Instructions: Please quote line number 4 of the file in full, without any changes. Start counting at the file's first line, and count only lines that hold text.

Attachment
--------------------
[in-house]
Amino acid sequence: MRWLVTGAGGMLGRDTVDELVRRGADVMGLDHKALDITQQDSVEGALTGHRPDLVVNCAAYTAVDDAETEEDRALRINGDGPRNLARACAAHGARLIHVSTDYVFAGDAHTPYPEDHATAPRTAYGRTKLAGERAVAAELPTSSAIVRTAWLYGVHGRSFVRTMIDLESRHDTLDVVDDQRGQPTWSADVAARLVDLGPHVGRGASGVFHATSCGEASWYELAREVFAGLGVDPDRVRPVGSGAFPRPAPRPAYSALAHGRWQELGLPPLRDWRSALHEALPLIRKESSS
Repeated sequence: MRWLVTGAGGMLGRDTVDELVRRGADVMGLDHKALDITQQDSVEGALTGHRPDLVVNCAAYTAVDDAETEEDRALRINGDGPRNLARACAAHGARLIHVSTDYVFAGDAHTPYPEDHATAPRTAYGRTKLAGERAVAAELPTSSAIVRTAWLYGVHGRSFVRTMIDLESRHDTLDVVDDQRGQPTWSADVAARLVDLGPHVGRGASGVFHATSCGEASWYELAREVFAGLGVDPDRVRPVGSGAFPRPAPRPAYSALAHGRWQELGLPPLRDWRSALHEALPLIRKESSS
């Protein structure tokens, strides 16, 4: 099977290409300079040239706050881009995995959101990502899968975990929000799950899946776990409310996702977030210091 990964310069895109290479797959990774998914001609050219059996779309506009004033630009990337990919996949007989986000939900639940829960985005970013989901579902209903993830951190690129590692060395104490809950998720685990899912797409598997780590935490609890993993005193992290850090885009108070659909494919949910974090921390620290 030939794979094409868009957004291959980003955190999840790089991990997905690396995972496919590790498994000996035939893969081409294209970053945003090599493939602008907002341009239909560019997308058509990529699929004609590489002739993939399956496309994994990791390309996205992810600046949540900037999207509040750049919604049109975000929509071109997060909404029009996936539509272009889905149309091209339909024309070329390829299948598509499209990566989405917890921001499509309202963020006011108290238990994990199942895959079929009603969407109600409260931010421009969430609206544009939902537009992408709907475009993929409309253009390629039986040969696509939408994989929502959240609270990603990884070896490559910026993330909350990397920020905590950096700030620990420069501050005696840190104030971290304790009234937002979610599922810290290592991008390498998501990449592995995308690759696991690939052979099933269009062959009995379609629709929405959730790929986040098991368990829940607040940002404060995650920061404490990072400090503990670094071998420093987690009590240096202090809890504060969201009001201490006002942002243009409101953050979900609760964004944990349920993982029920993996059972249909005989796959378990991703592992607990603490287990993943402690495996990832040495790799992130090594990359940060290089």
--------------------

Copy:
């Protein structure tokens, strides 16, 4: 099977290409300079040239706050881009995995959101990502899968975990929000799950899946776990409310996702977030210091 990964310069895109290479797959990774998914001609050219059996779309506009004033630009990337990919996949007989986000939900639940829960985005970013989901579902209903993830951190690129590692060395104490809950998720685990899912797409598997780590935490609890993993005193992290850090885009108070659909494919949910974090921390620290 030939794979094409868009957004291959980003955190999840790089991990997905690396995972496919590790498994000996035939893969081409294209970053945003090599493939602008907002341009239909560019997308058509990529699929004609590489002739993939399956496309994994990791390309996205992810600046949540900037999207509040750049919604049109975000929509071109997060909404029009996936539509272009889905149309091209339909024309070329390829299948598509499209990566989405917890921001499509309202963020006011108290238990994990199942895959079929009603969407109600409260931010421009969430609206544009939902537009992408709907475009993929409309253009390629039986040969696509939408994989929502959240609270990603990884070896490559910026993330909350990397920020905590950096700030620990420069501050005696840190104030971290304790009234937002979610599922810290290592991008390498998501990449592995995308690759696991690939052979099933269009062959009995379609629709929405959730790929986040098991368990829940607040940002404060995650920061404490990072400090503990670094071998420093987690009590240096202090809890504060969201009001201490006002942002243009409101953050979900609760964004944990349920993982029920993996059972249909005989796959378990991703592992607990603490287990993943402690495996990832040495790799992130090594990359940060290089």